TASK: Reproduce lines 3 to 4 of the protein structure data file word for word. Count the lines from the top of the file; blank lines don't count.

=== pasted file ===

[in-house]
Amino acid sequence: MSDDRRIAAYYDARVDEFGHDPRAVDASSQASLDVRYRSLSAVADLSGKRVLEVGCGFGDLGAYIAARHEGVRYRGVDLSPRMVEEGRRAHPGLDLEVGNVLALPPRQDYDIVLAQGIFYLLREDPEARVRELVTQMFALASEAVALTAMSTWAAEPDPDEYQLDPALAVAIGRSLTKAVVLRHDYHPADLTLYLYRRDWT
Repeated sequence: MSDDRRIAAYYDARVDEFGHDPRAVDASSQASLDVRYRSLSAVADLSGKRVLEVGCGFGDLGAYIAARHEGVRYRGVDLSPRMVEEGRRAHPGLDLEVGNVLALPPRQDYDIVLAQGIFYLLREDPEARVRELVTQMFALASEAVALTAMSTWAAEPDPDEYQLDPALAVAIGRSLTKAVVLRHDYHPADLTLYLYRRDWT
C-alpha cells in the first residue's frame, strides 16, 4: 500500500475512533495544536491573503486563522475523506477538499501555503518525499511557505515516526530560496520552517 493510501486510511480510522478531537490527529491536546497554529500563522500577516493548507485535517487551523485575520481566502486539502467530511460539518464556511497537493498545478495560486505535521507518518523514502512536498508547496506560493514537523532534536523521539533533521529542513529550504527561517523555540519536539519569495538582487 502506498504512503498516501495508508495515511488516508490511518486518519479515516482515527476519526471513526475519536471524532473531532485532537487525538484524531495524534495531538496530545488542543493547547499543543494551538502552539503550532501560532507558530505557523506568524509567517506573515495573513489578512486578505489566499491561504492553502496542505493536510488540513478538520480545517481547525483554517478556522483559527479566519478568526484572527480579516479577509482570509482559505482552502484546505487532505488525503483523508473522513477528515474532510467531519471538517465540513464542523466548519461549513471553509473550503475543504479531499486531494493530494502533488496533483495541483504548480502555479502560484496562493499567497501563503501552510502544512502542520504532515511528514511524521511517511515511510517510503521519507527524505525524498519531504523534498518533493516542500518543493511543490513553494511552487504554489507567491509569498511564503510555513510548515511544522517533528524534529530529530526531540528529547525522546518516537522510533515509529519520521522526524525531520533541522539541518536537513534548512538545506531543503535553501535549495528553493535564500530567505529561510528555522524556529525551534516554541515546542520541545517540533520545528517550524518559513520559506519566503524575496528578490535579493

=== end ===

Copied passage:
Repeated sequence: MSDDRRIAAYYDARVDEFGHDPRAVDASSQASLDVRYRSLSAVADLSGKRVLEVGCGFGDLGAYIAARHEGVRYRGVDLSPRMVEEGRRAHPGLDLEVGNVLALPPRQDYDIVLAQGIFYLLREDPEARVRELVTQMFALASEAVALTAMSTWAAEPDPDEYQLDPALAVAIGRSLTKAVVLRHDYHPADLTLYLYRRDWT
C-alpha cells in the first residue's frame, strides 16, 4: 500500500475512533495544536491573503486563522475523506477538499501555503518525499511557505515516526530560496520552517 493510501486510511480510522478531537490527529491536546497554529500563522500577516493548507485535517487551523485575520481566502486539502467530511460539518464556511497537493498545478495560486505535521507518518523514502512536498508547496506560493514537523532534536523521539533533521529542513529550504527561517523555540519536539519569495538582487 502506498504512503498516501495508508495515511488516508490511518486518519479515516482515527476519526471513526475519536471524532473531532485532537487525538484524531495524534495531538496530545488542543493547547499543543494551538502552539503550532501560532507558530505557523506568524509567517506573515495573513489578512486578505489566499491561504492553502496542505493536510488540513478538520480545517481547525483554517478556522483559527479566519478568526484572527480579516479577509482570509482559505482552502484546505487532505488525503483523508473522513477528515474532510467531519471538517465540513464542523466548519461549513471553509473550503475543504479531499486531494493530494502533488496533483495541483504548480502555479502560484496562493499567497501563503501552510502544512502542520504532515511528514511524521511517511515511510517510503521519507527524505525524498519531504523534498518533493516542500518543493511543490513553494511552487504554489507567491509569498511564503510555513510548515511544522517533528524534529530529530526531540528529547525522546518516537522510533515509529519520521522526524525531520533541522539541518536537513534548512538545506531543503535553501535549495528553493535564500530567505529561510528555522524556529525551534516554541515546542520541545517540533520545528517550524518559513520559506519566503524575496528578490535579493